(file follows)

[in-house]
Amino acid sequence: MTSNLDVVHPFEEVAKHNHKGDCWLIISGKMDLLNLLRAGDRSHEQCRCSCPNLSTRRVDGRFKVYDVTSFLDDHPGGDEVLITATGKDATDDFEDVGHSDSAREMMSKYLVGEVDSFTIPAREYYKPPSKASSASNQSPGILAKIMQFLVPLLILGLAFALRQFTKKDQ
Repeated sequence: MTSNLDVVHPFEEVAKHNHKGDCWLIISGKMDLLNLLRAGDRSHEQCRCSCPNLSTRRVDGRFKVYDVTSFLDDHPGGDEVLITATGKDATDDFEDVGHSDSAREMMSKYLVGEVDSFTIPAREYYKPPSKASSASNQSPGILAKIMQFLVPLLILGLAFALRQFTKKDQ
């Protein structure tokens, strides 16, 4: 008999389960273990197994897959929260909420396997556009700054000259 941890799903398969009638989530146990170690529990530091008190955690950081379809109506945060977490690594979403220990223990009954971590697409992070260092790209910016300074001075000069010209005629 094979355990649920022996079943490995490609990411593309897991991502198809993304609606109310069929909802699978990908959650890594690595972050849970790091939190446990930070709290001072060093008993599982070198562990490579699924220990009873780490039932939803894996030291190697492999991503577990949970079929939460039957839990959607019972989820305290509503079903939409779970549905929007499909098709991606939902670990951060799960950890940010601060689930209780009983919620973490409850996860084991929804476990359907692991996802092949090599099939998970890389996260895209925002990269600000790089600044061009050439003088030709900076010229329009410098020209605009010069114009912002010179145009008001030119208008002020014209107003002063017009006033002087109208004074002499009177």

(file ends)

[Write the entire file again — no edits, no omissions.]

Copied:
[in-house]
Amino acid sequence: MTSNLDVVHPFEEVAKHNHKGDCWLIISGKMDLLNLLRAGDRSHEQCRCSCPNLSTRRVDGRFKVYDVTSFLDDHPGGDEVLITATGKDATDDFEDVGHSDSAREMMSKYLVGEVDSFTIPAREYYKPPSKASSASNQSPGILAKIMQFLVPLLILGLAFALRQFTKKDQ
Repeated sequence: MTSNLDVVHPFEEVAKHNHKGDCWLIISGKMDLLNLLRAGDRSHEQCRCSCPNLSTRRVDGRFKVYDVTSFLDDHPGGDEVLITATGKDATDDFEDVGHSDSAREMMSKYLVGEVDSFTIPAREYYKPPSKASSASNQSPGILAKIMQFLVPLLILGLAFALRQFTKKDQ
């Protein structure tokens, strides 16, 4: 008999389960273990197994897959929260909420396997556009700054000259 941890799903398969009638989530146990170690529990530091008190955690950081379809109506945060977490690594979403220990223990009954971590697409992070260092790209910016300074001075000069010209005629 094979355990649920022996079943490995490609990411593309897991991502198809993304609606109310069929909802699978990908959650890594690595972050849970790091939190446990930070709290001072060093008993599982070198562990490579699924220990009873780490039932939803894996030291190697492999991503577990949970079929939460039957839990959607019972989820305290509503079903939409779970549905929007499909098709991606939902670990951060799960950890940010601060689930209780009983919620973490409850996860084991929804476990359907692991996802092949090599099939998970890389996260895209925002990269600000790089600044061009050439003088030709900076010229329009410098020209605009010069114009912002010179145009008001030119208008002020014209107003002063017009006033002087109208004074002499009177």